Legal Departments Are Insourcing More Litigation Work Than Ever Before
Relying on streamlined processes and legal technology, legal departments are insourcing more work than ever before, according to Exterro’s “2018 In-House Legal Benchmarking Report,” a survey of over 110 in-house legal or legal operations staff.
Almost one-third, 29 percent, of survey respondents said they conducted at least 75 percent of their litigation and e-discovery work in-house, compared to 17 percent in 2017. What’s more, 20 percent conducted all such work internally.
While an additional 20 percent brought in at least half of their litigation and e-discovery work in-house, 31 percent insourced under half.
Bill Piwonka, chief marketing officer at Exterro, noted that more insourcing is “absolutely a continuation of an [ongoing] trend … it comes down to the same thing we’ve been seeing for the past few years, which is just that the C-suite is looking to the legal department to become more efficient and productive.”
“And the way the legal department has in general reacted is they are bringing more functions in-house, they’re taking a more process-centric approach, basically in the same way every other department in the organization has,” he said.
Unsurprisingly, legal holds were the least likely task to be outsourced, while processing and data review were most likely to be outsourced.
A wide majority, 84 percent, of respondents said they were at least “somewhat satisfied” with their in-house legal team’s performance, compared to the 71 percent who said the same about their outsourced legal services.
Almost half, 46 percent, however, said their legal department’s use of outside service providers will likely remain the same over the next five years, while 16 percent predicted more outsourcing and 26 percent predicted less outsourcing.
The survey found that in 2018, 69 percent of legal departments used between two and 10 legal service providers, while 38 percent used between two and 10 outside counsel firms and 25 percent used 11 to 25 firms.
To enable themselves to take on more work, legal departments were leveraging technology and streamlining operations in-house. Around 20 percent of respondents defined their legal project management process as “managed,” meaning it had a well-defined roles, a dedicated budget and executive sponsorship.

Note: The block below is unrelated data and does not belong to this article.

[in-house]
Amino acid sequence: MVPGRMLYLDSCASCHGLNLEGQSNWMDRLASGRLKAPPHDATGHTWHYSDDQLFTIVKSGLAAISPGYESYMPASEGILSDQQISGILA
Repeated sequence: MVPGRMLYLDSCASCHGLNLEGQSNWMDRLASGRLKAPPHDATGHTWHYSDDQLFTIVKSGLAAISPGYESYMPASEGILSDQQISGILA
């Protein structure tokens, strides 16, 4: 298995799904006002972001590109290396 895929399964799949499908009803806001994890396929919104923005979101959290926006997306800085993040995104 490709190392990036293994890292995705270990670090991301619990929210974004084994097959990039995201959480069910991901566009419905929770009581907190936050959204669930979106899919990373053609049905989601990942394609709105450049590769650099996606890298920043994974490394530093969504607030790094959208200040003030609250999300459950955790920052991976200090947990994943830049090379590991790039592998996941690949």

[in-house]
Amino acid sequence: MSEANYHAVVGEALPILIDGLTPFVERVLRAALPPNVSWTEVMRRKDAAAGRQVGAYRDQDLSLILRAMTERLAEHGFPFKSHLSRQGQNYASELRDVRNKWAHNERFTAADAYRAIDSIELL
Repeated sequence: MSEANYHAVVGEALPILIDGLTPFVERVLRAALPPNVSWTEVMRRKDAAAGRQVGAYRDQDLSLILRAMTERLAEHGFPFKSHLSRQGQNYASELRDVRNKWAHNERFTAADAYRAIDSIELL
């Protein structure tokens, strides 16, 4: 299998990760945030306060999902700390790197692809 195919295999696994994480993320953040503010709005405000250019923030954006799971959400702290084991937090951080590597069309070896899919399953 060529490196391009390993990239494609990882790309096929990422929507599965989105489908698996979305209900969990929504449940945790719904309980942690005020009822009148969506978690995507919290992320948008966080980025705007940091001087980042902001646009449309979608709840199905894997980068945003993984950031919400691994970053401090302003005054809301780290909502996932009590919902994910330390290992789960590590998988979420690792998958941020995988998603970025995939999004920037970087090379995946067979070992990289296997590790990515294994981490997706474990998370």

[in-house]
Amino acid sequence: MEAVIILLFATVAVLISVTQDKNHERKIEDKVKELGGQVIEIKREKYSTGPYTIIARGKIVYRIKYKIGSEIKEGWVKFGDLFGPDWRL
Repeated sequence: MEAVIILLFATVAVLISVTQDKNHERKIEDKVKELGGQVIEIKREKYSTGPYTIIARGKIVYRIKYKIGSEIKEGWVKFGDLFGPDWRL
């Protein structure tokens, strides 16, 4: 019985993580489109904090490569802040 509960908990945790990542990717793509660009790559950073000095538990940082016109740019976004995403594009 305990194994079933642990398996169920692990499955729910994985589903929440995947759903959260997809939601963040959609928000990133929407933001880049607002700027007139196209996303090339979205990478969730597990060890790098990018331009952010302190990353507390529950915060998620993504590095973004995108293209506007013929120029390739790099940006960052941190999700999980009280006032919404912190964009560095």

Over one-third, 39 percent, also defined their legal project management processes as “structured,” which is similar to “managed” though with less clearly defined roles.
What’s more, 60 percent of legal departments used document management technology in-house, while slightly over half of all respondents, 53 percent, had legal hold technology as well. Slightly under half also used e-billing (47 percent), matter management (46 percent), and collection and processing technology (44 percent).
For Piwonka, legal departments’ tech adoption still has a ways to go. “I absolutely think that the adoption of legal technology across the board is going to continue to increase.”
But he added that for some legal departments, technology may not always be the answer. “If you’re an organization that maybe has one to two matters a year you have to ask yourself does it make sense to purchase technology to manage this, or can we manage it just manage with the tools we already have in place?
In addition to leveraging technology, over one-third, 36 percent, of legal departments also had an IT team solely dedicated to their legal department, while 14 percent had a mix of a dedicated and external IT teams.
Despite all these efficiencies, however, only 23 percent of legal departments were at least “very confident” in their ability to preserve social media data, while 35 percent said the same about their ability to collect mobile data. When asked what their preferred preservation method was, 43 percent of legal departments said preservation by data collection, while 28 percent relied on their employees to preserve their own data.